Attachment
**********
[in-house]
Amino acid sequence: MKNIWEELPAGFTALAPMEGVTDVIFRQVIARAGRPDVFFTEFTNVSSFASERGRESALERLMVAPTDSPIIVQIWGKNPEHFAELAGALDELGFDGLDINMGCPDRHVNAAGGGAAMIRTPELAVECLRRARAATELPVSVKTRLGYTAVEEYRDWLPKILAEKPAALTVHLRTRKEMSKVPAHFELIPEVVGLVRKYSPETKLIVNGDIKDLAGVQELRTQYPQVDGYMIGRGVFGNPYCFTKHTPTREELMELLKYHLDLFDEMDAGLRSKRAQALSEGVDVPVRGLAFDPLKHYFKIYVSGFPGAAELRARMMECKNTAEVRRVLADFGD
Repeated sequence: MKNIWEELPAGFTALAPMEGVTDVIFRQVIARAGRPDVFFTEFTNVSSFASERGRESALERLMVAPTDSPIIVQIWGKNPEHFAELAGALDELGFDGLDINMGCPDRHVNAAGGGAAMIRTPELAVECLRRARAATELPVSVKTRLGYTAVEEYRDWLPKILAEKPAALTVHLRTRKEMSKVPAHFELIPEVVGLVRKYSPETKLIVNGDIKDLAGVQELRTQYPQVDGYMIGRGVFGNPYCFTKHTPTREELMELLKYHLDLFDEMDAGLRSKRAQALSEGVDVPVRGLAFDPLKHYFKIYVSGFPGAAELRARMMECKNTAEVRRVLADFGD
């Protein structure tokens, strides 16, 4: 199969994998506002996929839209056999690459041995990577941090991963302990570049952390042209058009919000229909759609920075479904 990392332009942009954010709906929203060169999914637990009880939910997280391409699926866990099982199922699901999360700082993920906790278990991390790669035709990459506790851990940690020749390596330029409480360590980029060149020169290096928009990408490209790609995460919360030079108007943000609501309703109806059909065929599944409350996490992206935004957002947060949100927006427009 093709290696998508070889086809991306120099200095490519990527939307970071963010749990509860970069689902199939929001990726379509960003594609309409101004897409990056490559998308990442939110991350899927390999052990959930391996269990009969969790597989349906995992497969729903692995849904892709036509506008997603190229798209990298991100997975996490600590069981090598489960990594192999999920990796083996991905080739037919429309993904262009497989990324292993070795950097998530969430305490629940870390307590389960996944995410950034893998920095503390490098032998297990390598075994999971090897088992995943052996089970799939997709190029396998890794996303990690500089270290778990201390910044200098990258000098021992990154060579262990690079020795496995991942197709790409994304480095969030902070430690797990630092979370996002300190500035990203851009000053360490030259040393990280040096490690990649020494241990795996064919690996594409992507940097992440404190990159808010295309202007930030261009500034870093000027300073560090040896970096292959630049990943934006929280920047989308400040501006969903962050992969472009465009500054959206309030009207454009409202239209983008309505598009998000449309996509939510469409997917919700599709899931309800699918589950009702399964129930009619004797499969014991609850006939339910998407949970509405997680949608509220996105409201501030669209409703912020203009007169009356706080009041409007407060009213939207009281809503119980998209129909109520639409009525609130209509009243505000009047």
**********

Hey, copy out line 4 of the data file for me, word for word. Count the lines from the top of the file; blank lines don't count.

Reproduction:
């Protein structure tokens, strides 16, 4: 199969994998506002996929839209056999690459041995990577941090991963302990570049952390042209058009919000229909759609920075479904 990392332009942009954010709906929203060169999914637990009880939910997280391409699926866990099982199922699901999360700082993920906790278990991390790669035709990459506790851990940690020749390596330029409480360590980029060149020169290096928009990408490209790609995460919360030079108007943000609501309703109806059909065929599944409350996490992206935004957002947060949100927006427009 093709290696998508070889086809991306120099200095490519990527939307970071963010749990509860970069689902199939929001990726379509960003594609309409101004897409990056490559998308990442939110991350899927390999052990959930391996269990009969969790597989349906995992497969729903692995849904892709036509506008997603190229798209990298991100997975996490600590069981090598489960990594192999999920990796083996991905080739037919429309993904262009497989990324292993070795950097998530969430305490629940870390307590389960996944995410950034893998920095503390490098032998297990390598075994999971090897088992995943052996089970799939997709190029396998890794996303990690500089270290778990201390910044200098990258000098021992990154060579262990690079020795496995991942197709790409994304480095969030902070430690797990630092979370996002300190500035990203851009000053360490030259040393990280040096490690990649020494241990795996064919690996594409992507940097992440404190990159808010295309202007930030261009500034870093000027300073560090040896970096292959630049990943934006929280920047989308400040501006969903962050992969472009465009500054959206309030009207454009409202239209983008309505598009998000449309996509939510469409997917919700599709899931309800699918589950009702399964129930009619004797499969014991609850006939339910998407949970509405997680949608509220996105409201501030669209409703912020203009007169009356706080009041409007407060009213939207009281809503119980998209129909109520639409009525609130209509009243505000009047």